Kimberley Institute’s Chris Glover on the local and national cricket scene
That’s right, the summer is finally here! Well OK then, maybe not wall-to-wall sunshine, but it looks as though we are finally going to get some weather that is set fair for a period of time, which means for me, the cricket season starts in earnest.
The early weeks of a season are always a funny time of year. It can be tricky to build up any momentum as the training schedule and early fixtures are interrupted by inclement conditions.
At Kimberley, the winter has seen us continue the process of building a side which we hope can start to challenge for honours over the coming seasons.
We are fully aware that the method we are using may take us time to fulfil the potential we think we have. However, this must not be an excuse for the fact that we have not yet in the league managed to put together an all round performance.
Anyone who knows Nottinghamshire cricket will know the Premier League is an unforgiving place when you make too many errors. So we will continue to work hard to get the detail right. It’s this approach of focusing on getting the smaller details right which should help us put together stronger performances over the coming weeks.
In the week after an historic and unexpected election result, you’d expect the headlines to be full of news of David Cameron fine tuning his new cabinet.
Yet there is an enigmatic maverick who has been stealing the headlines once again (and I am not talking about Boris Johnson). Kevin Pietersen has once again split English cricket down the middle. Even within our changing room this week I have seen keen supporters of ‘KP’ arguing passionately with those who were happy to see the back of him. He is very much a marmite character.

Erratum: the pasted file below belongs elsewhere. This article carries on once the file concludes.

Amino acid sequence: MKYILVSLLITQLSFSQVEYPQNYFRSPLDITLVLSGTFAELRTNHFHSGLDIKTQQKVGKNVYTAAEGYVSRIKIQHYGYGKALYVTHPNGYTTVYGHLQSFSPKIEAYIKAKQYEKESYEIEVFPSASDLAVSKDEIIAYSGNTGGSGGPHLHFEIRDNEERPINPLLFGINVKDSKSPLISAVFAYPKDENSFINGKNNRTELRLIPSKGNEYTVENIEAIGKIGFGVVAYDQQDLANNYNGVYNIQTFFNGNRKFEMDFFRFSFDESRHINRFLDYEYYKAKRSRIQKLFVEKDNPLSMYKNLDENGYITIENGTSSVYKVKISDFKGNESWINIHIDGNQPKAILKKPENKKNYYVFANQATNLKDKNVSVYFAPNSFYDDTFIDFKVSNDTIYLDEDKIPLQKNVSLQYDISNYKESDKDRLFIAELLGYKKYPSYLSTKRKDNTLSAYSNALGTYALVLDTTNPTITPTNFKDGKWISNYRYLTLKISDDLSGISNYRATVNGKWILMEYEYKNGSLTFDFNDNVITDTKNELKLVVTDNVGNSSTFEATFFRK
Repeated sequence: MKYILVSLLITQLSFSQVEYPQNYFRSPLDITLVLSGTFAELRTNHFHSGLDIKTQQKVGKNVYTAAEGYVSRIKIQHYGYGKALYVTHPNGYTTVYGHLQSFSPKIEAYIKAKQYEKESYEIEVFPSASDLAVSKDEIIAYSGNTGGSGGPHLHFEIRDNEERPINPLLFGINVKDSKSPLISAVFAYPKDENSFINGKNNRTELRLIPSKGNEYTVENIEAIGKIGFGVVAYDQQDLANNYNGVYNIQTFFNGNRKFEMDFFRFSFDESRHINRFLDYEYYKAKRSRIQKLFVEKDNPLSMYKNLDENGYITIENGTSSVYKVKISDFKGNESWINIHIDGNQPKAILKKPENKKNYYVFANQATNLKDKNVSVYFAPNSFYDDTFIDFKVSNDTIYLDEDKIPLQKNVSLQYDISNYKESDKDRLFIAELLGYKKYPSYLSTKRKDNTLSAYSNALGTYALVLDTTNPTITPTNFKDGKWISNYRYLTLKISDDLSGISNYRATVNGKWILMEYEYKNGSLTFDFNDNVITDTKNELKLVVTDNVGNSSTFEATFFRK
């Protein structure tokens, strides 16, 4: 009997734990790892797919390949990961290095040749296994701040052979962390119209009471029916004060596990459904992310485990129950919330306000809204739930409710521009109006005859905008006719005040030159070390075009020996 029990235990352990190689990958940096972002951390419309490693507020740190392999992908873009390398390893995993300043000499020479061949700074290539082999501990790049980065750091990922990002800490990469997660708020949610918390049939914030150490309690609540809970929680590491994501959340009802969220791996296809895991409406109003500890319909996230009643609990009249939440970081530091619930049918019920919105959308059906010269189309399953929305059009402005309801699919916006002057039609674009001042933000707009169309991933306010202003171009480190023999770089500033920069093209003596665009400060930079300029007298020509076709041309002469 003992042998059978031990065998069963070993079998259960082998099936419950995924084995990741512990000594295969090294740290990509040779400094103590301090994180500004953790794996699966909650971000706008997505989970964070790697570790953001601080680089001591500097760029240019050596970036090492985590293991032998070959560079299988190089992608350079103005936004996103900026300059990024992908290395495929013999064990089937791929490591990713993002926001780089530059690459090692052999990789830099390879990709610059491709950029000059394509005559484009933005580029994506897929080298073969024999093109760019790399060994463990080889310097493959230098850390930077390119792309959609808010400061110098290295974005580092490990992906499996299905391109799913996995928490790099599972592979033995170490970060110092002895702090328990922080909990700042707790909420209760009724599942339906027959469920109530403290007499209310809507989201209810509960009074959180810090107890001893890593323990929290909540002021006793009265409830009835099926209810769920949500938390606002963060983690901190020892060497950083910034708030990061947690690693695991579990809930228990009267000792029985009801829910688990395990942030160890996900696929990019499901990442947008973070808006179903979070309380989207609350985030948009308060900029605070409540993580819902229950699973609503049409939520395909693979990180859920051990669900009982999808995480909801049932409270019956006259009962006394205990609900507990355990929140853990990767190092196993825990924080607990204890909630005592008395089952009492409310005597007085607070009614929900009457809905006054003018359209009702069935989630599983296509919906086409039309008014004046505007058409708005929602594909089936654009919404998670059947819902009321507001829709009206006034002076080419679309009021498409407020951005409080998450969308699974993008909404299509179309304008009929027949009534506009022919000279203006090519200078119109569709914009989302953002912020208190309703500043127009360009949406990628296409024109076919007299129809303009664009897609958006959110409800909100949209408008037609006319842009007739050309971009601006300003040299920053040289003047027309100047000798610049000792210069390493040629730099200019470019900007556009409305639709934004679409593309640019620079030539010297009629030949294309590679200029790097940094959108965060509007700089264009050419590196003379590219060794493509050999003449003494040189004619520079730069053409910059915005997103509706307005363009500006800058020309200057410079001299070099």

However, this is all a real distraction from the serious business of how best to organise the governance of the national cricket team. The problem over the last two years, especially since the Ashes whitewash, has been who is accountable for the performance of the England set-up.
In my opinion, the new role of Andrew Strauss must be all empowering. It should be he who chooses the coach, the captain and the squad for each match. From here, he can select a squad which gives the coach and captain the flexibility to use whichever blend they want.
It’s a naive view that players don’t need technical coaching at international level (a criticism levelled at Peter Moores). They still need the environment from which to practice, develop and improve.
However, they do need to be able to hone their skills in different environments, and I would like to see more of our top players encouraged where possible to play in tournaments such as the IPL and the Big Bash.
There are some really talented players in the English game, but it is only when this happens that it will be possible to really start to change the brand and style of cricket that England play, something people have been asking for now for a while.